The 2023 Fall Economic Statement announced the introduction of the Clean Electricity investment tax credit of 15% for eligible investments in new equipment related to low-emitting generation systems and stationary electricity storage systems. The cost of this tax credit was revised to $7.2 billion over five years.

To spur additional economic growth for future generations of Canadians, the federal government intends to invest $7.6 billion of new monies over the next five years into specific areas of science, the two most noteworthy being:

  • The launch of a new AI Compute Access Fund and Canadian AI Sovereign Compute Strategy ($2 billion), to help researchers and businesses access the computational power of AI infrastructure, and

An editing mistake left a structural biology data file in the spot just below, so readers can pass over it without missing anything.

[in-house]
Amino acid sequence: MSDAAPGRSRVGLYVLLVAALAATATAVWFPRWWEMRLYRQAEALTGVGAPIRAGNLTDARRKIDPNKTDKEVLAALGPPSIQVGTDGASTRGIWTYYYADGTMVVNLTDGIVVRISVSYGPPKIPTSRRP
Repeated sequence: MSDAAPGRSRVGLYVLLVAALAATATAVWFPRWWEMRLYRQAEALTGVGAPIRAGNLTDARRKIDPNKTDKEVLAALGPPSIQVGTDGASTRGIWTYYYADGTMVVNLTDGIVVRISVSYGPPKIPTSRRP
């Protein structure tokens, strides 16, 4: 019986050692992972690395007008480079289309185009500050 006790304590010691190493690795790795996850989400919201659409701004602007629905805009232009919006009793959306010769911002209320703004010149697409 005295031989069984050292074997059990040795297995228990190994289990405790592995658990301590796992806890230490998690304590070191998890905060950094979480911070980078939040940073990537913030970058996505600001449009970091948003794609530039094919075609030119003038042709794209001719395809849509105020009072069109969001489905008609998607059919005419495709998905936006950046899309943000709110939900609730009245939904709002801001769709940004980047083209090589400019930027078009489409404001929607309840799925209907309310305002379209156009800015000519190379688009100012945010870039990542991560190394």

• The increase in core research grant funding ($1.8 billion).

Lastly, the government also announced significant new spending on National Defence of close to $10 billion over the next five years.


To offset the cost of the new measures introduced in Budget 2024, the federal government also announced measures to increase its revenue through higher taxes. The net fiscal impact of these measures is expected to total $18.1 billion over the next five years. The largest contributor to this increase, by far, is the increase in the capital gains inclusion rate. The federal government will introduce a new tier, in which capital gains above $250,000 will increase to 66% (currently at 50%). However, capital gains from the sale of a principal residence will continue to be exempted from this calculation. This measure will raise over the next five years a total of $10.6 billion of tax revenue from corporations and about $8.8 billion from the 40,000 Canadians impacted.

Among the many other tax measures proposed in Budget 2024, it was announced that the tobacco excise duty would rise by $4 per carton of 200 cigarettes and the vaping excise duty rates would rise by 12%.

Canadian Economic and Fiscal Outlook

GDP growth